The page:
Paddleboarding is a great sport that can be done on almost any open water, and the very brave are even venturing out onto rivers with their paddleboards! River paddleboarding requires an expert guide and extensive personal skills, but most lake and oceanfront paddleboarding is accessible. Be sure to learn how to swim first, and always wear a life jacket!
I love paddleboarding because it can be done during most weather; however, your skill level will impact your ability to stay on your board and dry! So, paddleboarding can be year-round support depending on where you live.
As far as a workout goes, paddleboarding is flexible; if you can manage to stay upright, your workout can range from an easy activity to a super challenging burn. As you will be standing relatively still, your legs may not get a thorough workout. They will, however, be challenged to stand firm to maintain your balance, and there are ways to bring them more into play.
Staying up on the paddleboard does require great balance, and the source of balance comes from the core. When remaining stationary on the board, you will recruit your entire core to maintain a statuesque posture. Think of standing tall, with your head, shoulders, and hips stacked one on top of the other. Your hands will be gripping your paddle with your shoulders down and relaxed.
When you are ready to begin movement via paddling, you will need to fire your core even more; the movement of your arms and shoulders will want to throw you off balance. By engaging your core, you can maintain your balance and give your core muscles a solid workout.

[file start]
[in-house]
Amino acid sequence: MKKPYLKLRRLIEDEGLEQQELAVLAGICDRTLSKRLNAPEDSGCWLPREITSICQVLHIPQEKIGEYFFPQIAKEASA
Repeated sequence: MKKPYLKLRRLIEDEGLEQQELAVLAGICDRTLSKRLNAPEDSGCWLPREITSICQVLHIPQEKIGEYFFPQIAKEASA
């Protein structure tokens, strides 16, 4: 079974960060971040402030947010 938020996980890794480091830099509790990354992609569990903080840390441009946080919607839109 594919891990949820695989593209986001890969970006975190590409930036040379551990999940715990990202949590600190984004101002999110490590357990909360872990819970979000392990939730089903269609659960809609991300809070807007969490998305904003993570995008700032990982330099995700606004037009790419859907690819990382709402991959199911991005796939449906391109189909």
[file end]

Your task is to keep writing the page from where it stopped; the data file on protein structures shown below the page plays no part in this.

Another strong player in maintaining your balance is your ankles and feet. I find that my ankles and feet work super hard during a paddleboard session. Your feet will be placed on the board about hip-width apart, and the muscles that serve your ankles and feet will be called in to play as your motion through the water rocks the board side to side and forward and back.
As you dig into the water with your paddles, your feet will need to be strong so that they stay placed firmly on the board. Remember to wiggle your toes and shift your feet around a tiny bit as you want to avoid being in a tight position for too long.
Your propulsion through the water will be driven by your arms moving the paddle. This is where you can alter the intensity of your workout; paddling slowly and gently will provide you with an easy activity while digging fast and hard will get your cardiovascular and muscular system working hard.
Playing with the depth, length, and intensity of your paddling will alter the intensity of your workout and how hard your shoulder muscles will be working. Mix it up by paddling on one side only, and then the other or paddling side to side with each stroke.
The legs will always be working at some level, as they work to maintain your balance and posture, especially when waves rock your board. To give your legs an extra challenge, do a mini squat with each paddle stroke.
Or, to challenge your balance and legs even further, move into a stride or lunge position with your legs hip-width apart and one in front of the other. Now, with each stroke, perform a mini lunge.
Just as with the shoulders and legs, you can easily alter the intensity of your
workout by changing the cadence and power you exert in your paddling. When
your paddle is in the water, and you are ready to pull the paddle back through the
water, your upper back will come into play.
Change your intensity by gently and slowly pulling the paddle back or by pulling it
through the water as though your life depends on it. The faster your paddleboard
moves through the water, the harder your muscles and cardiovascular system